President Medvedev also fielded an audience member's inquiry regarding the interplay of the recent decision by the Obama administration on ABM bases in Eastern Europe and possible UN sanctions on Iran over its questionable nuclear program. The questioner theorized that the shift in US policy was part of a deal that would see Russia shifting its own position to support sanctions on Iran at the Security Council level. Medvedev immediately responded that the Obama administration's decision was entirely based on its own assessment of the strategic interests of the United States. Further, it was not part of a larger Russo-American policy alignment. He then gave a somewhat opaque answer to the question of Russian support for sanctions on Iran, stating that he supported all countries' — including Iran's — rights to the peaceful use of nuclear energy. He premised his answer with a statement on the shared responsibility of all state actors in upholding international law, thereby promoting the safety of individuals around the world. At the same time, he emphasized the importance of developing nuclear energy in a peaceful manner, and in ensuring that all states are free to develop peaceful nuclear energy programs. He remains skeptical that Iran's nuclear program is peaceful in nature. Medvedev qualified his answer by saying that although he would not get into a discussion of the effectiveness of sanction regimes, sanctions have not been the most effective tools in the past, and he would rather create positive incentives for Iran. Regarding nuclear weapons proliferation, however, Medvedev seemed to hint that sanctions could be utilized when other viable options have failed.

Plans for Economic Crisis and the G-20 Summit: Ingrid Burke and Rick Grubb

When asked for his plans on solving the global financial crisis, Medvedev explained that his studies in civil and commercial law had given him a complex understanding of economics. He refused, however, to disclose the plans that this complex understanding had led to due to their sensitive nature. Despite his apprehensions prior to the first G-20 summit in Washington DC last year, he had every faith that the G-20 summit in Pittsburgh would lead the way to global economic recovery. He felt that if the work of the G-20 were ultimately to culminate in building the foundations of a new structure that would reshape the global economy, the G-20 would have proven to be a success.

Medvedev said
he did not want to over-dramatize the economic situation and stated that there were signs of small improvements emerging. He also spoke of legislation to create jobs as part of his domestic response to Russia's economic problem. He pushed the legislation through the Duma earlier this summer. Medvedev did inject personality and humor into the event when he told the crowd he could not reveal his suggestions for the global economy, fearing another head of state might steal his good ideas. Despite this, he did briefly mention that there is no "magic answer" to the problems. He did assert that the architecture of the world economy, in place since the Brenton Woods Agreement, should be updated to reflect the realities of today. President Medvedev pointed out that the growth and development of the world economy needs commensurate changes in the framework it is built upon. Yet, he did not specify what form these changes may assume.

US-Russia Relations: Ingrid Burke

Medvedev also reflected on the current state of relations between the US and Russia, noting that while there are still differences in opinion, disagreements create dialectics which in turn become progress. When asked later for his five-year plan regarding US relations, Medvedev's disdain for the Bush administration was made clear with the statement, "One year ago…[US] relations hit the dead end. They almost slid to the level of the Cold War." He is, however, very comfortable with President Obama, feeling that they are peers. When Medvedev was a law student at the University of Saint Petersburg, he used to read the Harvard Law Review, which was edited by Obama, also a law student at the time. He stated that he appreciates the fact that dialogues with Obama are truly dialogues, and that conversations with him do not feel rehearsed and therefore futile. He said that Obama's legal training is apparent in every discussion, as reflected by his active listening and his interlocutory prowess. He further praised Obama for his proactive efforts to defend US interests with regard to anti-ballistic missile defense sites, despite the opposition he faced initially from Russia, Europe, and China.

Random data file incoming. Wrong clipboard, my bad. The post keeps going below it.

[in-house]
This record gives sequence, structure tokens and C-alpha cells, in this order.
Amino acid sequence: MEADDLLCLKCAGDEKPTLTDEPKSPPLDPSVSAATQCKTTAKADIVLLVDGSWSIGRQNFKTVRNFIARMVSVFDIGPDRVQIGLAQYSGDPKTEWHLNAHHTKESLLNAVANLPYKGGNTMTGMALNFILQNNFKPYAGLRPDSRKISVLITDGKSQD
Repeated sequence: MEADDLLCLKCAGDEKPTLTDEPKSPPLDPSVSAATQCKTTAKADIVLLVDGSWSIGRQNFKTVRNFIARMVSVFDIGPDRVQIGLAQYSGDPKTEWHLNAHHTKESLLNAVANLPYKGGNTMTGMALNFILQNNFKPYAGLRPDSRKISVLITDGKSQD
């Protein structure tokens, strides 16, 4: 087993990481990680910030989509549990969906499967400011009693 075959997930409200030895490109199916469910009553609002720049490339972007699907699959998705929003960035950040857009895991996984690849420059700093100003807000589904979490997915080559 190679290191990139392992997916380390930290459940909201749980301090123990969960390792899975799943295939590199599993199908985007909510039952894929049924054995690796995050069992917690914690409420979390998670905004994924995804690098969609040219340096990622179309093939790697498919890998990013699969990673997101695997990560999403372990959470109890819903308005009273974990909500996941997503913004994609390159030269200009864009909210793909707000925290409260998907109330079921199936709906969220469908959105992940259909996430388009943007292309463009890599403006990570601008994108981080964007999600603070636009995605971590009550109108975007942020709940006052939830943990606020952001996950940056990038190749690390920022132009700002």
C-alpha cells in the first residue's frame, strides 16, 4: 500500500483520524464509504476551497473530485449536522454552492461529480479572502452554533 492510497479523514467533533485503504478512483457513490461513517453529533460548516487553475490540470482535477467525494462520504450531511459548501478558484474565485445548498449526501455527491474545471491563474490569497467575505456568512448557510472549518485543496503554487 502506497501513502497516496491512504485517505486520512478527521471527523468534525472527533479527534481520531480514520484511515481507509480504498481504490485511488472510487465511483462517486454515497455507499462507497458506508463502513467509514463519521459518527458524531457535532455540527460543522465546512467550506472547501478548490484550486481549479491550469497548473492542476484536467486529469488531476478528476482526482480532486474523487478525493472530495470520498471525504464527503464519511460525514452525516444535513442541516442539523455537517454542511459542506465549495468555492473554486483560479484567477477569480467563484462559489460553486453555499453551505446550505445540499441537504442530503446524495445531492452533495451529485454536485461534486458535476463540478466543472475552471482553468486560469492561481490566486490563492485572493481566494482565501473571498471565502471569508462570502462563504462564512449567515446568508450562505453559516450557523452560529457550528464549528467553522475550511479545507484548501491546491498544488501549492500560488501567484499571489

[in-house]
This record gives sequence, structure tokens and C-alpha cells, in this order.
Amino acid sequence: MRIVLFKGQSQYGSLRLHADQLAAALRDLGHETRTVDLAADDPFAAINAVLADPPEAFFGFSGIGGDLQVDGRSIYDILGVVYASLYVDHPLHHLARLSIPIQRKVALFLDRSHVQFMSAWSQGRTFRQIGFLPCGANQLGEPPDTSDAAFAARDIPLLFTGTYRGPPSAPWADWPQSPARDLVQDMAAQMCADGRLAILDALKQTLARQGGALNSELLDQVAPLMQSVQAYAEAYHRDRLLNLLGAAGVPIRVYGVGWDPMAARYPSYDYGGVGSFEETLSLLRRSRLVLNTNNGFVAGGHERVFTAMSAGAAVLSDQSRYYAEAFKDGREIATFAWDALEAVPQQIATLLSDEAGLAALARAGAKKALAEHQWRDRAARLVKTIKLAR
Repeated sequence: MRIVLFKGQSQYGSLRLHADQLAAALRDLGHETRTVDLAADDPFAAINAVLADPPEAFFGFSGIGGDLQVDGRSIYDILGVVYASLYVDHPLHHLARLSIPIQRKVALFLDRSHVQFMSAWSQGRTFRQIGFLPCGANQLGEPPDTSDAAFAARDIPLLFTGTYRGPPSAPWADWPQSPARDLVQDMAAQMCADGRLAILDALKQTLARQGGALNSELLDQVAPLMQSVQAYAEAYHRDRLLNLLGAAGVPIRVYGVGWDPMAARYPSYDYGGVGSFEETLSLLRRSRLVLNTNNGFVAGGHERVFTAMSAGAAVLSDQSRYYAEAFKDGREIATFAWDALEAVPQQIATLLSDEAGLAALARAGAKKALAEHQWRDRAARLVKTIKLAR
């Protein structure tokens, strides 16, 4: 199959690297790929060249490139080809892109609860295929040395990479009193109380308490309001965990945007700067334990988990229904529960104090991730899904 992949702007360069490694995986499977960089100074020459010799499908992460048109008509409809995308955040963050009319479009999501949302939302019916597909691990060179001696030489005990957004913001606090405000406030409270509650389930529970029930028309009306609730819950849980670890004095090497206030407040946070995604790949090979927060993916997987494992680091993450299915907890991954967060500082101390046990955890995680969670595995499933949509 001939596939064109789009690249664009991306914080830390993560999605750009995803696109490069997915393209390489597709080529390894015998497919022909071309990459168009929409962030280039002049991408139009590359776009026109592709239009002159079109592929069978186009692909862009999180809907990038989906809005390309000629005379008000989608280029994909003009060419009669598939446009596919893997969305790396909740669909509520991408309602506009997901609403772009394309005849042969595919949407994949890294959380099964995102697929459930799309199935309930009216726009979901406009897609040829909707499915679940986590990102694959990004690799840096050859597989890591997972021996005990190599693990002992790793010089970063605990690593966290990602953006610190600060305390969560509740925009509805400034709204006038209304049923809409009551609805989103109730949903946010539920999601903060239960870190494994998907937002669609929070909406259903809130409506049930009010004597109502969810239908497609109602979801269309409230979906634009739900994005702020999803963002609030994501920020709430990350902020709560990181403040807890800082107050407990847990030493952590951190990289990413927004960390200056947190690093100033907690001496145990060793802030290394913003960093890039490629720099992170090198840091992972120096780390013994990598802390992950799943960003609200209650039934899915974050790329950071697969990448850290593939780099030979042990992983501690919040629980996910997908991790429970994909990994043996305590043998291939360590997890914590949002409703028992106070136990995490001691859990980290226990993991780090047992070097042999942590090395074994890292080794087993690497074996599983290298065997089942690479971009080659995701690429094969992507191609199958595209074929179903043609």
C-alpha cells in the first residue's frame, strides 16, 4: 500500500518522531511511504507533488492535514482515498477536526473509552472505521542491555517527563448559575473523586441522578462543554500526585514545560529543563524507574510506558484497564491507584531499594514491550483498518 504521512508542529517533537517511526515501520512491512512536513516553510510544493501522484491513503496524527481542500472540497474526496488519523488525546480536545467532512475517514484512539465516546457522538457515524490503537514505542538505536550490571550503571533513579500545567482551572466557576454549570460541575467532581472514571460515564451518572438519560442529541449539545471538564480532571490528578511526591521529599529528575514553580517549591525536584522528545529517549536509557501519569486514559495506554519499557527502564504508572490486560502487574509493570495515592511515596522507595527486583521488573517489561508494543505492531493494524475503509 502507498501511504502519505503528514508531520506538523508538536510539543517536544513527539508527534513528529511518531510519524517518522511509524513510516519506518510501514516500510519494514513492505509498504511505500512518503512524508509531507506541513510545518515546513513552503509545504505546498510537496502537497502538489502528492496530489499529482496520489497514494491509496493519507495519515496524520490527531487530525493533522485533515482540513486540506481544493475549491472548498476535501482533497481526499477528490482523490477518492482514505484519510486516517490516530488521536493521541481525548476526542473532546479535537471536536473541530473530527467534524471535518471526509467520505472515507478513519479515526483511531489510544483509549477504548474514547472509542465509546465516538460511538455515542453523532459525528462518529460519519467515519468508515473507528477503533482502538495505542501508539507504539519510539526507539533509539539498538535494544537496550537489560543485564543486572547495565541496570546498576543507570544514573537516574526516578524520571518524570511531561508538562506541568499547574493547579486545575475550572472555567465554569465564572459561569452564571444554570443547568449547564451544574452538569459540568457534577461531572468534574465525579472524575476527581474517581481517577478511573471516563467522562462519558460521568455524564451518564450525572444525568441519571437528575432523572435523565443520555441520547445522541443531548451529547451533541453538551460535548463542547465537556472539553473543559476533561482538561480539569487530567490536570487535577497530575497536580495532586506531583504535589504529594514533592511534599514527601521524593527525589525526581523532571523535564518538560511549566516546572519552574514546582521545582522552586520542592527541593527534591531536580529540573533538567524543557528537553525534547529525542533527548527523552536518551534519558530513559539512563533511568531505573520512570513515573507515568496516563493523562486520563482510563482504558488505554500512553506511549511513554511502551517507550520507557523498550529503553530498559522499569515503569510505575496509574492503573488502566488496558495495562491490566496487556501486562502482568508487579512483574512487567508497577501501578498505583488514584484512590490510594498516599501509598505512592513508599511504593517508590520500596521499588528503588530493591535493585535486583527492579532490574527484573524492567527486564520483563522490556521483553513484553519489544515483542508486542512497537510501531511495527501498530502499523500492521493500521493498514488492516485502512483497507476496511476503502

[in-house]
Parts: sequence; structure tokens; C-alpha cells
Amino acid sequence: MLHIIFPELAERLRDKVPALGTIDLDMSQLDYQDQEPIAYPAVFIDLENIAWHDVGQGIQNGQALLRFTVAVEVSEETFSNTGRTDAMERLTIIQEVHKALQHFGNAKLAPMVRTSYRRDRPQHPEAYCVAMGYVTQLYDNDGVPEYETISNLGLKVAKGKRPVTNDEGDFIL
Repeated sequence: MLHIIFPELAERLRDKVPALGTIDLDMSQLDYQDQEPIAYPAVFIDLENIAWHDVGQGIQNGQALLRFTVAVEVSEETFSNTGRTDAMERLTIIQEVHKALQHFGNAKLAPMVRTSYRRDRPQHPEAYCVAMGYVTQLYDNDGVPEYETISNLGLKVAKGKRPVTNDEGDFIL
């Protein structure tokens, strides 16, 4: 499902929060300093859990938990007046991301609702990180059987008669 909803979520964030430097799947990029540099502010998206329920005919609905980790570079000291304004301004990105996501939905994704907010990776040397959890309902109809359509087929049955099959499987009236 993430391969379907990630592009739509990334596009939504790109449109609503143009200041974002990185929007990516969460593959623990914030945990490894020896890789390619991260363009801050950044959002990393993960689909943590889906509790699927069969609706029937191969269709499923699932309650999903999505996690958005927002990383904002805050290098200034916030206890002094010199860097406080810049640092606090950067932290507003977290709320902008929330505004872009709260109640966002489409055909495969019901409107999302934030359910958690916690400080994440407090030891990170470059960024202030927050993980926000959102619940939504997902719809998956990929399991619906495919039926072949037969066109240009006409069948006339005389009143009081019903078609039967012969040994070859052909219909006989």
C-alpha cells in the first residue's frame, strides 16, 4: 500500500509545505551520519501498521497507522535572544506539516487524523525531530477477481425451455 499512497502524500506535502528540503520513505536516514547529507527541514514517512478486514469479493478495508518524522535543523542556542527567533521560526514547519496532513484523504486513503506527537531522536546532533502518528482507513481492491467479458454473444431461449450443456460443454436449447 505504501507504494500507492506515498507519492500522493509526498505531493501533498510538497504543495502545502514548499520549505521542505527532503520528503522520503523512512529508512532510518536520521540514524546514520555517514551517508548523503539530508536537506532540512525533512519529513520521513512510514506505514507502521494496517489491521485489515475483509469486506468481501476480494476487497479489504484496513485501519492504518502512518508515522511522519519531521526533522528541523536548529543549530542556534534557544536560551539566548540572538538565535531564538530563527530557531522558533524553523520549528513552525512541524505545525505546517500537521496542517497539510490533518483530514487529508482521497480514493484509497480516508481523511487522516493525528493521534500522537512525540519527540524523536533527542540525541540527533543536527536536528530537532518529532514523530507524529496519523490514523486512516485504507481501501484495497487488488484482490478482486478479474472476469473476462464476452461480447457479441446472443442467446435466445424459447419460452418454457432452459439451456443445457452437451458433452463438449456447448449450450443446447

Medvedev's Re-Election Plans: Ingrid Burke

When asked whether he would consider running for reelection in 2012, President Medvedev said that as long as the Russian population trusts him and as long as he maintains their support, he sees no reason not to run. When asked the same question with regard to Prime Minister Vladimir Putin, he declined to answer but hinted that Putin tends to share his perspective on the matter of reelection. Another audience member then asked whether he and Putin might consider swapping roles in 2012, and Medvedev said that he does not like to make guesses about what the future will hold, but he is willing to take on any role so long as his doing so will benefit his people.

Conclusion: Rick Grubb

Among the various questions touching on serious policy areas, President Medvedev also fielded a number of "lighter" questions ranging from Russian cultural visits to Pittsburgh, to advice for students, to love. It was a pleasant surprise to hear questions such as these and their candid responses. Combined with his willingness to utilize humor and his hands-on approach to the event, it was a pleasant contrast to the serious and scripted nature of the week's affairs, while still maintaining the worthwhile insights that a prominent head of state brings to such occasions. Here's hoping that the University of Pittsburgh will not have to wait fifty more years until the future leaders of Russia return to speak.